Spectacular, incredible, amazing rarely seen smoke rings at Mt Etna

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Money does grow on trees after all.


The deep roots of eucalyptus trees have been found to be especially good at lifting traces of precious metals from deep underground. But other trees can do it too. (image source)

Australian scientists just discovered that eucalyptus trees, which can have roots more than 130 feet deep, sometimes have gold in their leaves. They suck up water from deep underground, and if there’s gold ore nearby, microscopic pieces of gold come up with it. That doesn’t make the trees a source of riches, but it does make it possible that prospectors could have a new way of locating gold. The same method will probably soon be applied to other valuable minerals in other parts of the world.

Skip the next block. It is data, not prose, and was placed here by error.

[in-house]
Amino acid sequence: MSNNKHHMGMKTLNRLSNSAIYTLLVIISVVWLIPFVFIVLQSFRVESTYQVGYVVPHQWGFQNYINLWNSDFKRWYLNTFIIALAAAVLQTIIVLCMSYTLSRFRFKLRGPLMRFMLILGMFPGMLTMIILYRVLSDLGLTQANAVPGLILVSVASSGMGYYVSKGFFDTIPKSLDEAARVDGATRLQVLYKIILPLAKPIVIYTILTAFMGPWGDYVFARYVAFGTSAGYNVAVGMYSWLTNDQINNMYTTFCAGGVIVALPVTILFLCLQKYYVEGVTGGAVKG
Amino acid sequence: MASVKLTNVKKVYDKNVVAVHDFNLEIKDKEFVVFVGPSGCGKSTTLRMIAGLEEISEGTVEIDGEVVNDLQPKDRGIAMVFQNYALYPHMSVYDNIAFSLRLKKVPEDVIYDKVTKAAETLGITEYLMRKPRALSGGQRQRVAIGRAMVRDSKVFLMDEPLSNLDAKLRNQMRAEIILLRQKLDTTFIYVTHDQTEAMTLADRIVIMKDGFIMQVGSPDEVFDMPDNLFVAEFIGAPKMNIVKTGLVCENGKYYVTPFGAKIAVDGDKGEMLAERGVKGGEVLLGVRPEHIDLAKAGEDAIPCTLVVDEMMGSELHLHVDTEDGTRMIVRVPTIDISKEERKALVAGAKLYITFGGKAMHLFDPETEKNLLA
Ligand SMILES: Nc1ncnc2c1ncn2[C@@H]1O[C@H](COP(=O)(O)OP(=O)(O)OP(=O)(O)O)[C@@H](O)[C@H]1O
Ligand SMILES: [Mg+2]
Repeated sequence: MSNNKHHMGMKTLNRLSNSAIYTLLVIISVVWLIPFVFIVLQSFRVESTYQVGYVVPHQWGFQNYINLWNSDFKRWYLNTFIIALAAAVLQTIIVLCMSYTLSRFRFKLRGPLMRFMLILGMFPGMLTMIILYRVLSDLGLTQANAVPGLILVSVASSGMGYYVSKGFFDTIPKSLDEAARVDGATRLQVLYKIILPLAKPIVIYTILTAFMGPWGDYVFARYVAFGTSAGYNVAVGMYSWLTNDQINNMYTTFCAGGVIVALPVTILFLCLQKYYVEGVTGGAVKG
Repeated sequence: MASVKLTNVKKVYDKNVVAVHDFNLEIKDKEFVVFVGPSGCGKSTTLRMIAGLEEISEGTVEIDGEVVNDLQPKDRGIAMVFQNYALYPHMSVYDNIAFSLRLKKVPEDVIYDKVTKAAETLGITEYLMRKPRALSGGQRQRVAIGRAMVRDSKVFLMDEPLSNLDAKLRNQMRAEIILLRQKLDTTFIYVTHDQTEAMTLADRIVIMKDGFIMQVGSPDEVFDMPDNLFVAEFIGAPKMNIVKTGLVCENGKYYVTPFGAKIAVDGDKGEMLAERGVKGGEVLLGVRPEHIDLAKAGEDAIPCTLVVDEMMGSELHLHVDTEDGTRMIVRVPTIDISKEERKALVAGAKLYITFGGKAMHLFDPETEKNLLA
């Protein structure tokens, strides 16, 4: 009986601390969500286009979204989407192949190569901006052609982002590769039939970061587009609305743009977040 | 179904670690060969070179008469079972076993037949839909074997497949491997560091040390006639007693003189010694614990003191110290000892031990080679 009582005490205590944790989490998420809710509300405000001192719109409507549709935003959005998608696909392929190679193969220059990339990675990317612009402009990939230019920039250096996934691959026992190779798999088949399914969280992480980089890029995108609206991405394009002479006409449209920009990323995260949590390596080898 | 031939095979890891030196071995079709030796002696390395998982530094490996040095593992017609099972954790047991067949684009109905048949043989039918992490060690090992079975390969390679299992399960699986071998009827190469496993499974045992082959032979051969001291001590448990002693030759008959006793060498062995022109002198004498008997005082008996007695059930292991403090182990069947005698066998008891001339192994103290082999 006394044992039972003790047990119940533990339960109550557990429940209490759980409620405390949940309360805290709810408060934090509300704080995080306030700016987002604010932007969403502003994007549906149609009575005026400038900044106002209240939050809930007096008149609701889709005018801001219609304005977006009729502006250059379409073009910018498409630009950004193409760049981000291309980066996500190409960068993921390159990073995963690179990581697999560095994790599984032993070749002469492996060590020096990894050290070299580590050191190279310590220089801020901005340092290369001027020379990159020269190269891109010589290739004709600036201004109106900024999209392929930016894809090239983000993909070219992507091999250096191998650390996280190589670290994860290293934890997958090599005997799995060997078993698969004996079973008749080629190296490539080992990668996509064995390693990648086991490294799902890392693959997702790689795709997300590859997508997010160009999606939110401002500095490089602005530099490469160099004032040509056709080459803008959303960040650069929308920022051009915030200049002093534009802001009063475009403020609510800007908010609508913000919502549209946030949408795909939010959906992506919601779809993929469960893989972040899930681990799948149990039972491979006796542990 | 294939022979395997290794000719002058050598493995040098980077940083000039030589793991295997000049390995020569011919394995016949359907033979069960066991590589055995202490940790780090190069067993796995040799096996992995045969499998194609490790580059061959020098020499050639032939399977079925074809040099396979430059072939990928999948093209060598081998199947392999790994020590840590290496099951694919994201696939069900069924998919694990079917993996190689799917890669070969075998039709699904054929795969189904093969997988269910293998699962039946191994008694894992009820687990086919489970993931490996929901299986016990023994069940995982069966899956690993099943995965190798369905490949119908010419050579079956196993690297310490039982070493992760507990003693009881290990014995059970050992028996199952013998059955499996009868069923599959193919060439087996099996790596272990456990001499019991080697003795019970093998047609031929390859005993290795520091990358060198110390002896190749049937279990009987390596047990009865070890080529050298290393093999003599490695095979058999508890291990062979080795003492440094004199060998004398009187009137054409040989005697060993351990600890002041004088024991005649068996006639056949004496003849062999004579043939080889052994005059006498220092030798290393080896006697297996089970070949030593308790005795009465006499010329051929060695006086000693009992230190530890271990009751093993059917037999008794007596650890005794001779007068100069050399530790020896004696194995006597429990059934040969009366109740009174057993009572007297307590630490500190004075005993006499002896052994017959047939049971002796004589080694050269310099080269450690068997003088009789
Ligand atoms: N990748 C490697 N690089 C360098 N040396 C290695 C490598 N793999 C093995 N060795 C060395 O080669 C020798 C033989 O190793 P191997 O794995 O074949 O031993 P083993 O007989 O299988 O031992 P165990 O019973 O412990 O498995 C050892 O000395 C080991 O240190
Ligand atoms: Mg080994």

It also sounds like it offers a new reason to destroy forests to get at the stuff underneath them, which is a little less exciting.

Permanence is an illusion.


Carlos Nicanor

Art blogger Krisi Metzen recently shared her discovery of an impressive artist named Carlos Nicanor. His art explores the interplay of the temporal and the permanent. He makes solid things appear liquid. It got me thinking.

I work in an auto shop. I was changing oil recently and as I watched the glistening amber liquid pouring into the reservoir, I thought about the way the oil took that certain spout shape for the brief time it was pouring. We consider a river to be a specific thing, but like that oil spout, a river is only a shape that a substance assumes for a time.

In fact, everything is.